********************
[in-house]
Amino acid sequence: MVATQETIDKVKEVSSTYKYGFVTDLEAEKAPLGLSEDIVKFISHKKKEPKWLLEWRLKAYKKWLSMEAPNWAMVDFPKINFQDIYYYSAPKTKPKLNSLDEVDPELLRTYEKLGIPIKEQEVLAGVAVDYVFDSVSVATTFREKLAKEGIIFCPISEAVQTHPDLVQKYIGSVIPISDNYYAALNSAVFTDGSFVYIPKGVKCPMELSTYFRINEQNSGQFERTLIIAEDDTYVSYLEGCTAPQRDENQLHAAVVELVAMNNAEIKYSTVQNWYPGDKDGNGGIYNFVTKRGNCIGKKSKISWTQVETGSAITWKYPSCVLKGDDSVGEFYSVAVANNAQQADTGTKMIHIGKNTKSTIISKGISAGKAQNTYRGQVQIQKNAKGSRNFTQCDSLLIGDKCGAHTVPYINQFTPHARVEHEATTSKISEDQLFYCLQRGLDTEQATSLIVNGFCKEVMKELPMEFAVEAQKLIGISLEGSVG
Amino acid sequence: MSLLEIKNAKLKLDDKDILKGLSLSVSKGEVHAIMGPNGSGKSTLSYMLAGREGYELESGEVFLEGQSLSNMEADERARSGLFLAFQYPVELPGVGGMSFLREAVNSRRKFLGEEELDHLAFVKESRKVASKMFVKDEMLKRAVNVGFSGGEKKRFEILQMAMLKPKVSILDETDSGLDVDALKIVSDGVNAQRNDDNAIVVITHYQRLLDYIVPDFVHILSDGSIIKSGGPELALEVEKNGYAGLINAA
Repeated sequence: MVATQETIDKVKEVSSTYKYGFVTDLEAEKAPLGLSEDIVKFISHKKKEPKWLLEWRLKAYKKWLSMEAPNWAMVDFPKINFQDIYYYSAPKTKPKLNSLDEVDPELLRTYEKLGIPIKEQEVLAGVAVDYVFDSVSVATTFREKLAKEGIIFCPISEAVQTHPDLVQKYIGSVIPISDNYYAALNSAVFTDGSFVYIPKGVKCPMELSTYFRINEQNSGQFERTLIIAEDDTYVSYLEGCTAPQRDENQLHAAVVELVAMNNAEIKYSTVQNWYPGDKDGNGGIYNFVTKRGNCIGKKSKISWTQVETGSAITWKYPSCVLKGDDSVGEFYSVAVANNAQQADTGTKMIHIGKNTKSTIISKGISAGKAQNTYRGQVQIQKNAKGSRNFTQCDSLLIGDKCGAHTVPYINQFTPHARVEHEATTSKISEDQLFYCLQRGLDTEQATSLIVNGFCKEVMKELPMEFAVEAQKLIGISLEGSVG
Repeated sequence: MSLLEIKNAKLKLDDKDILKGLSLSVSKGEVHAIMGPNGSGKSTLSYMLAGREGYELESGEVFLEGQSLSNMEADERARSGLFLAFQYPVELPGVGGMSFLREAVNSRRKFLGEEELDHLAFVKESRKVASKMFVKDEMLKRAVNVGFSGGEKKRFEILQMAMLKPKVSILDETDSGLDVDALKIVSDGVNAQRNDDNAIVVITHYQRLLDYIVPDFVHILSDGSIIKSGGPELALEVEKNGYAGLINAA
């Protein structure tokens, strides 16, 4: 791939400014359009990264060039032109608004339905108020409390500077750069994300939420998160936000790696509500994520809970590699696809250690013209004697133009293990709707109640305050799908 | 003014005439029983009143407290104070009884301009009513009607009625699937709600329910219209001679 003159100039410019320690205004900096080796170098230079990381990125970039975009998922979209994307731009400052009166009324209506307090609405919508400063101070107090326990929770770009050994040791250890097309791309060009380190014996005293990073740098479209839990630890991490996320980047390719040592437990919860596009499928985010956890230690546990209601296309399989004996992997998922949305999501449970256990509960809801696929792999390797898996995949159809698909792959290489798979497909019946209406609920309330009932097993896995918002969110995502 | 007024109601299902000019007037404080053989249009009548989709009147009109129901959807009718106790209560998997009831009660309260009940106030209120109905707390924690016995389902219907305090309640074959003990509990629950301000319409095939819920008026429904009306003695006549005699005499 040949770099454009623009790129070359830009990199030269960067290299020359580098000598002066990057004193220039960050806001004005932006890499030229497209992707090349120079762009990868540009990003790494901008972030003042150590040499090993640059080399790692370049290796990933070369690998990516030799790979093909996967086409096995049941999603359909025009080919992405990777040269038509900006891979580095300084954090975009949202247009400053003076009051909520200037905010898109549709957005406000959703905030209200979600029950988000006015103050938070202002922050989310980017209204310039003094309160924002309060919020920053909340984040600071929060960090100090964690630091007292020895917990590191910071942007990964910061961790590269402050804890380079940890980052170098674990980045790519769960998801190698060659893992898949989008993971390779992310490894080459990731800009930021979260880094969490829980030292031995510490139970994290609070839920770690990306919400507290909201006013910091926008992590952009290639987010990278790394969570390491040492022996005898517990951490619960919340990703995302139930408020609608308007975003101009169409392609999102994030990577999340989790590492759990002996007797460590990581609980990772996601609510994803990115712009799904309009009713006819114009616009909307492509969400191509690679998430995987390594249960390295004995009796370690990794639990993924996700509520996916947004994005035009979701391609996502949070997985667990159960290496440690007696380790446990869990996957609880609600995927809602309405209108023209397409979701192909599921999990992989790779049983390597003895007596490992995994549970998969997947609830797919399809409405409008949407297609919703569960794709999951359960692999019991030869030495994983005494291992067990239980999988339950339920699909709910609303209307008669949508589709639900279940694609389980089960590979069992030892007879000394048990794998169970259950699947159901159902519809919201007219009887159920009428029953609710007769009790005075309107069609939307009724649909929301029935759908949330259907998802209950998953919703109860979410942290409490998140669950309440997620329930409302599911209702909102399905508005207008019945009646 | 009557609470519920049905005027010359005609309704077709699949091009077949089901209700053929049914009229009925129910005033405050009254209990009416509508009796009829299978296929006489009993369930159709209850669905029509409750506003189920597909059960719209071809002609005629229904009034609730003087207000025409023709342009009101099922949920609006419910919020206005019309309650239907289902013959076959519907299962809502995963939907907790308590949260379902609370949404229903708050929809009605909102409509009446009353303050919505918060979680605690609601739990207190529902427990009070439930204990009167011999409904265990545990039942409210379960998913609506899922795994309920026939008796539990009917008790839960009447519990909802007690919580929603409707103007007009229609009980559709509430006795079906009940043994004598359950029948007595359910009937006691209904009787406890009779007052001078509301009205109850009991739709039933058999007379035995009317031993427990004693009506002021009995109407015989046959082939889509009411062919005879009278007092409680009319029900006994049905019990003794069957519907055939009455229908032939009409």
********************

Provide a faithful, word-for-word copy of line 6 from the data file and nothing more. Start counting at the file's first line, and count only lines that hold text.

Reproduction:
């Protein structure tokens, strides 16, 4: 791939400014359009990264060039032109608004339905108020409390500077750069994300939420998160936000790696509500994520809970590699696809250690013209004697133009293990709707109640305050799908 | 003014005439029983009143407290104070009884301009009513009607009625699937709600329910219209001679 003159100039410019320690205004900096080796170098230079990381990125970039975009998922979209994307731009400052009166009324209506307090609405919508400063101070107090326990929770770009050994040791250890097309791309060009380190014996005293990073740098479209839990630890991490996320980047390719040592437990919860596009499928985010956890230690546990209601296309399989004996992997998922949305999501449970256990509960809801696929792999390797898996995949159809698909792959290489798979497909019946209406609920309330009932097993896995918002969110995502 | 007024109601299902000019007037404080053989249009009548989709009147009109129901959807009718106790209560998997009831009660309260009940106030209120109905707390924690016995389902219907305090309640074959003990509990629950301000319409095939819920008026429904009306003695006549005699005499 040949770099454009623009790129070359830009990199030269960067290299020359580098000598002066990057004193220039960050806001004005932006890499030229497209992707090349120079762009990868540009990003790494901008972030003042150590040499090993640059080399790692370049290796990933070369690998990516030799790979093909996967086409096995049941999603359909025009080919992405990777040269038509900006891979580095300084954090975009949202247009400053003076009051909520200037905010898109549709957005406000959703905030209200979600029950988000006015103050938070202002922050989310980017209204310039003094309160924002309060919020920053909340984040600071929060960090100090964690630091007292020895917990590191910071942007990964910061961790590269402050804890380079940890980052170098674990980045790519769960998801190698060659893992898949989008993971390779992310490894080459990731800009930021979260880094969490829980030292031995510490139970994290609070839920770690990306919400507290909201006013910091926008992590952009290639987010990278790394969570390491040492022996005898517990951490619960919340990703995302139930408020609608308007975003101009169409392609999102994030990577999340989790590492759990002996007797460590990581609980990772996601609510994803990115712009799904309009009713006819114009616009909307492509969400191509690679998430995987390594249960390295004995009796370690990794639990993924996700509520996916947004994005035009979701391609996502949070997985667990159960290496440690007696380790446990869990996957609880609600995927809602309405209108023209397409979701192909599921999990992989790779049983390597003895007596490992995994549970998969997947609830797919399809409405409008949407297609919703569960794709999951359960692999019991030869030495994983005494291992067990239980999988339950339920699909709910609303209307008669949508589709639900279940694609389980089960590979069992030892007879000394048990794998169970259950699947159901159902519809919201007219009887159920009428029953609710007769009790005075309107069609939307009724649909929301029935759908949330259907998802209950998953919703109860979410942290409490998140669950309440997620329930409302599911209702909102399905508005207008019945009646 | 009557609470519920049905005027010359005609309704077709699949091009077949089901209700053929049914009229009925129910005033405050009254209990009416509508009796009829299978296929006489009993369930159709209850669905029509409750506003189920597909059960719209071809002609005629229904009034609730003087207000025409023709342009009101099922949920609006419910919020206005019309309650239907289902013959076959519907299962809502995963939907907790308590949260379902609370949404229903708050929809009605909102409509009446009353303050919505918060979680605690609601739990207190529902427990009070439930204990009167011999409904265990545990039942409210379960998913609506899922795994309920026939008796539990009917008790839960009447519990909802007690919580929603409707103007007009229609009980559709509430006795079906009940043994004598359950029948007595359910009937006691209904009787406890009779007052001078509301009205109850009991739709039933058999007379035995009317031993427990004693009506002021009995109407015989046959082939889509009411062919005879009278007092409680009319029900006994049905019990003794069957519907055939009455229908032939009409």